Monday, October 15, 2012
Comparing "Othello" and Verdi's "Otello"
After watching the clip from Oliver Parker’s “Othello” in class, I thought it might be interesting to see how another interpretation could help build on my understanding of the play. Shakespeare’s “Othello” was adapted into an opera called “Otello” by Giuseppe Verdi, and a film version of that opera was made in 1986 by director Franco Zeffirelli. Though Zeffirelli’s “Otello” is generally true to Shakespeare’s play in terms of plot, watching and listening to an opera is a totally different experience then seeing Shakespeare. The plot in the opera and in the original play are almost identical, except that the film begins mis en scene in the second act of the play after the Turks have been defeated, cutting all the material involving Desdemona’s father. It’s important to note that the character Otello, played by Placido Domingo, is played in blackface; which despite being customary in performances of “Otello”, is not quite something I expected of a film made in the late eighties.*
The characters in the film seemed to fluctuate between extreme emotions, singing either for rage, sorrow or intense happiness. For example, Otello tells Desdemona as they lay in their bed on the eve of their wedding: “My joy is so fierce I fear I will suffocate”. This film portrays Otello as a being a very passionate and sensitive man, and though his rank is mentioned, much less attention is paid to affairs of state than in the original play and far more screentime is given to scenes between Otello and Desdemona. This version, I think, makes Othello’s quick turn to jealousy and rage over his wife’s suspected infidelity a bit more conceivable, as even his happiness seems somewhat histrionic.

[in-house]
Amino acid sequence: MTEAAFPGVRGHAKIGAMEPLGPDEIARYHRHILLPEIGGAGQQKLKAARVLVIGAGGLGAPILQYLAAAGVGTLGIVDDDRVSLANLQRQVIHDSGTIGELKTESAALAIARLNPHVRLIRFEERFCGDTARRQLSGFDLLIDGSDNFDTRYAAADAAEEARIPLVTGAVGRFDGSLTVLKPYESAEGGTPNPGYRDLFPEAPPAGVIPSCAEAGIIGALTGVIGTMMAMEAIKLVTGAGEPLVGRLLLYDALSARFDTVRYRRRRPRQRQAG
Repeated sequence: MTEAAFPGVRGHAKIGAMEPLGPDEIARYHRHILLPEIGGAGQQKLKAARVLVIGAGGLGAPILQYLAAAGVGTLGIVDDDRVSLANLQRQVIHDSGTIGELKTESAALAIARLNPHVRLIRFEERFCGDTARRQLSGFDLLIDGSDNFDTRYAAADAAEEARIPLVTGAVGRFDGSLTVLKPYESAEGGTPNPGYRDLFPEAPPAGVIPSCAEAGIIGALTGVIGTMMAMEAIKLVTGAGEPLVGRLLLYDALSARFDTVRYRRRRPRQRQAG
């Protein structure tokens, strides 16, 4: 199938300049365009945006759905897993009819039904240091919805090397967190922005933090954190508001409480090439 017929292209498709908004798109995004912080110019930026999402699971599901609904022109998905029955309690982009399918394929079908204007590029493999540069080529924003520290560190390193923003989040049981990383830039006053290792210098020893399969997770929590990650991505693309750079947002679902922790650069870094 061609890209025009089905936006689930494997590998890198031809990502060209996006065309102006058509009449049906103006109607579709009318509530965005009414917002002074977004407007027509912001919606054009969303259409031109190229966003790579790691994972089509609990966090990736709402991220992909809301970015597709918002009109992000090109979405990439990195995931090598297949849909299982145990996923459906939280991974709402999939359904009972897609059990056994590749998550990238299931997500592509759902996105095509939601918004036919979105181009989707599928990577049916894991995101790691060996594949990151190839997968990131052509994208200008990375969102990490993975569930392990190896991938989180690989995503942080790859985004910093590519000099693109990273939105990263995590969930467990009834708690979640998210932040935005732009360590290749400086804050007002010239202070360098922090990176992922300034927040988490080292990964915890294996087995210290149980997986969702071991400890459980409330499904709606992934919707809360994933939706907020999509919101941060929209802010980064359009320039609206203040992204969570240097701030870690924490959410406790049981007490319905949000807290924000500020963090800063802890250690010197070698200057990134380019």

One of the most notable scenes in the film, is when Iago soliloquizes about his relationship with God. This scene, which takes place early on in the film, seems tied to the scene in Act I of Shakespeare's play where Iago talks about how he justifies his actions ("Heaven is my judge..." I.i.41-65). In the film, Iago is represented as a character who believes his actions to be determined by his nature, as can be seen in the line, "I believe in a cruel god who created me in his image and in my wrath i speak his name"; Iago stands in the middle of a large dome with an oculus directly overhead, and he stares up into the light, as if speaking to God directly. He then moves into another room and stands in front of a crucifix, saying, "I believe as firmly as any widow piously saying her prayers that all the evil i think and do was decreed me by faith”.
*Though, apparently, productions of "Otello" have used blackface as recently as last year. Here's the link: http://racebending.tumblr.com/post/18384552414/blackface-in-opera-the-double-standard